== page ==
The discovery of a lesser-known plant species from the Andaman Islands could help scientists reconstruct the continental connection of the insular island region in the Bay of Bengal with peninsular India and Sri Lanka in the remote past.
During an exploration in the semi evergreen forests of Wright Myo in the southern islands of the Andaman group in 2003, scientists from the Jawaharlal Nehru Tropical Botanic Garden and Research Institute (JNTBGRI) here came across an interesting species belonging to the Eugenia genus. Only one population comprising about 12 mature plants as undergrowth was discovered from the location. The scientists, led by Sam P. Mathew, collected two seedlings of the species and introduced them at the field gene bank of JNTBGRI.
The growth rate of the live specimens was extremely slow. One of the live plants grew into a small shrub about 2 m high and started flowering regularly since 2015 and eventually bore fruit in 2019. Detailed taxonomical studies carried out by the scientists established the species as Eugenia mooniana, a plant that is hitherto known to occur only in Assam, Karnataka, Kerala, Maharashtra, Tamil Nadu and Sri Lanka.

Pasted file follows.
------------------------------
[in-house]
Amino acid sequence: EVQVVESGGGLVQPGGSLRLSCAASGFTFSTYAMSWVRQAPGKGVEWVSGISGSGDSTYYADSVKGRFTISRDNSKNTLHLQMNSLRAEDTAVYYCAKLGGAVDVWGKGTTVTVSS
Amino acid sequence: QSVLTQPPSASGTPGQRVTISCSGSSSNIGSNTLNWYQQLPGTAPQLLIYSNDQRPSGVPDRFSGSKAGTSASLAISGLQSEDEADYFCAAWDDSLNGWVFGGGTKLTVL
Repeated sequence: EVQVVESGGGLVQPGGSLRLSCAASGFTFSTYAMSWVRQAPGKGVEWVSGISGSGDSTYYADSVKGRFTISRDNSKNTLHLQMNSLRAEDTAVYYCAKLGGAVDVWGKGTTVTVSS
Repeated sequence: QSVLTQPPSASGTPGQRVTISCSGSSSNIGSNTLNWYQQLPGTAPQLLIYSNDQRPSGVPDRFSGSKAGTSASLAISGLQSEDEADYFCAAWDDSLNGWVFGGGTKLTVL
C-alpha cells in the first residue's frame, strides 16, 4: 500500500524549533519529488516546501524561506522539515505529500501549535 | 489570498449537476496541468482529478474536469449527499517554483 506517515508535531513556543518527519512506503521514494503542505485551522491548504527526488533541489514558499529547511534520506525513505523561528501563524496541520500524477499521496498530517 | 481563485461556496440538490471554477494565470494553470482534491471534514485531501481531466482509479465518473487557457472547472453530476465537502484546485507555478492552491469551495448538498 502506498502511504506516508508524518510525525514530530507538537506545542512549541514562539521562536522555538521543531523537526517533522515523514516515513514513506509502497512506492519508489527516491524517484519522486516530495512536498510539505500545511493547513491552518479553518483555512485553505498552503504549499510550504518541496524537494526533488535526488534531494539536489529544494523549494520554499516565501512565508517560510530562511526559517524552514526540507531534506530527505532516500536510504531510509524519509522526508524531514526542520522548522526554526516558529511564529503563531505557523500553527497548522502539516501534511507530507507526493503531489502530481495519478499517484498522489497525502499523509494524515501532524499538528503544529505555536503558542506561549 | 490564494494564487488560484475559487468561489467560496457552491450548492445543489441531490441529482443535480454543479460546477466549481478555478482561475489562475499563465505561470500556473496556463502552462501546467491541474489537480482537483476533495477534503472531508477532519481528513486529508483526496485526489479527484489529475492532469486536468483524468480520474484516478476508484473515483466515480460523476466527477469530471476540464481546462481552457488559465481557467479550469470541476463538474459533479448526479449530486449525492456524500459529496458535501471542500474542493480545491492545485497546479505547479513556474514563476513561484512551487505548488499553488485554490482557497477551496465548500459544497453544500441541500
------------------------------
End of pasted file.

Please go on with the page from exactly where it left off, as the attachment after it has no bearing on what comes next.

The finding has been published in the latest issue of Nelumbo, the bulletin of the Botanical Survey of India.
The plant flowers during February and is characterised by profuse, slender branches, slightly crimson leaves and white flowers with elliptic petals.
According to the authors, including Director, JNTBGRI R. Prakashkumar and scientist S.M. Shareef, there are 1,026 common species for the Andaman-Nicobar islands and the Western Ghats of peninsular India. “The fragmented distribution of these floral species demonstrates the geological connection of these widely- separated regions in the remote past,” says the study.
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